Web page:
Four years later, in another telling incident underscoring Reagan’s religiousness, Deaver spoke of how Reagan excitedly called him after returning from the November 1985 Geneva Summit to come in for a debriefing. Deaver perceived a “festive tone” in Reagan that was “infectious.” Eagerly arriving within an hour, he asked the president what he had learned about the Soviet leader in their time together. One might guess Reagan would mention something about Gorbachev’s style or a policy matter like the general secretary’s palpable horror over SDI. Instead, Reagan responded with two simple, whispered words: “He believes.” A befuddled Deaver, knowing what Reagan meant and knowing that atheists didn’t run the USSR, followed: “Are you saying the general secretary of the Soviet Union believes in God?” Reagan responded: “I don’t know, Mike, but I honestly think he believes in a higher power.”

It would have surprised even his closest advisers to know that Reagan became most interested, almost obsessed, with the question of whether Mikhail Gorbachev was a Christian. Deaver alone saw that after Geneva and later made it public in one of his books.

Together, that faith and confidence forged the character that made Reagan such an unflappable, likeable figure, able to laugh off the latest mean-spirited affront from his vicious critics, whether he was yet again being called stupid and lazy or being blamed for homelessness and AIDS. The 40th president saw these attacks for what they were, and they somehow never bothered him. As Deaver summed up, “I have known few men more secure, as comfortable with themselves. . . . [N]obody threatened him. Nobody.”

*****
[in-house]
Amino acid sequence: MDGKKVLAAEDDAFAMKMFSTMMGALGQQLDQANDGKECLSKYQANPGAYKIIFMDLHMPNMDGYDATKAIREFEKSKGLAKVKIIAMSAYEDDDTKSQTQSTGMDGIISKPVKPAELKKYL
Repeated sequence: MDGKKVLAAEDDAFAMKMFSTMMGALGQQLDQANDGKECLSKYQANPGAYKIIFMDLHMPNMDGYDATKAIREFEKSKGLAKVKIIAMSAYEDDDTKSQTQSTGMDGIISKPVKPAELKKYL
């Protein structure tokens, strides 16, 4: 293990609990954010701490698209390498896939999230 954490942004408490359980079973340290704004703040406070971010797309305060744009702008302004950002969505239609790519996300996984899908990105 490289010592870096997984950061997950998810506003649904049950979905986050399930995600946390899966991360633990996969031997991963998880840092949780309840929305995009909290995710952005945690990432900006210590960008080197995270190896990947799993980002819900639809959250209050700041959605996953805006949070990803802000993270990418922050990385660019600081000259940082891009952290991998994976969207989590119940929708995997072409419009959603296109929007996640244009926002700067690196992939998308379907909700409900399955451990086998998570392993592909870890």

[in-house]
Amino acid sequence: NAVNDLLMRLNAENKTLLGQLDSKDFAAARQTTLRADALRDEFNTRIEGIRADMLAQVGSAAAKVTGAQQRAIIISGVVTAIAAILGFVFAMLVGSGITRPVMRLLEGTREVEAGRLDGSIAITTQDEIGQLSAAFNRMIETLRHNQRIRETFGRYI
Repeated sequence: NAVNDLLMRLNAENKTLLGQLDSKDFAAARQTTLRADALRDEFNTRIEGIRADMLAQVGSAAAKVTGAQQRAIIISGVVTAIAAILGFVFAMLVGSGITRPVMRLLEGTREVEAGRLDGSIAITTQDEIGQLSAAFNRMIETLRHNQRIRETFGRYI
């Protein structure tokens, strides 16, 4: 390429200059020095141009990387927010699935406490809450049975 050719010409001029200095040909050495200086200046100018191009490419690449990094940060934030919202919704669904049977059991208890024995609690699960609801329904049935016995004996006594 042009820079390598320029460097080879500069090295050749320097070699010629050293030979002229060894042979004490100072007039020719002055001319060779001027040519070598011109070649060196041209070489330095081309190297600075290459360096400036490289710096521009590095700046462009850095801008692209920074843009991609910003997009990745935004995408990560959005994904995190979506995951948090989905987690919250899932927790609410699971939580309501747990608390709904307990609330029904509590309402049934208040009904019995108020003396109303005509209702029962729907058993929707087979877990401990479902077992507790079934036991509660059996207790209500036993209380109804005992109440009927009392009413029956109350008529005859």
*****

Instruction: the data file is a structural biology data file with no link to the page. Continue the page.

Few knew or recorded that as well as Mike Deaver. Ironically, the dominant media always portrayed him as Reagan’s “image” maker — the stage-master of the easily manipulated puppet president, the man behind the curtain who made up the ex-actor to play his role to maximum performance — and according to Deaver’s detractors he was personally responsible for fostering this damaging perception. Yet, Deaver was careful to note that Reagan’s image was possible because Reagan was the real deal, the genuine article — and no dummy. The image wasn’t phony, as Deaver showed so well.

Now, today, with his death, I can’t help but recall the saddest moment in Deaver’s musings on Reagan: the day in 1997 when he paid a visit to the former president at his office in Los Angeles, where he was stricken with the early ravages of Alzheimer’s: Though Deaver had spent a memorable 30 years at Reagan’s side, he was not recognized by his longtime friend. Deaver sucked it up, stoically, while Reagan was cordial and polite. That was surely Deaver’s most difficult moment with Ronald Reagan.

Yes, Mike Deaver was certainly flawed, as his opponents are still eager to point out, and that explains their conspicuously quiet reaction to the news of his death. But his 30 years with Reagan — well spent and well recorded — are worth remembering. Ronald Reagan had an excuse for forgetting all those memories. We don’t.

Paul Kengor is author of The Crusader: Ronald Reagan and the Fall of Communism and professor of political science at Grove City College. His biography of Judge William P. Clark, The Judge, will be released in November by Ignatius Press.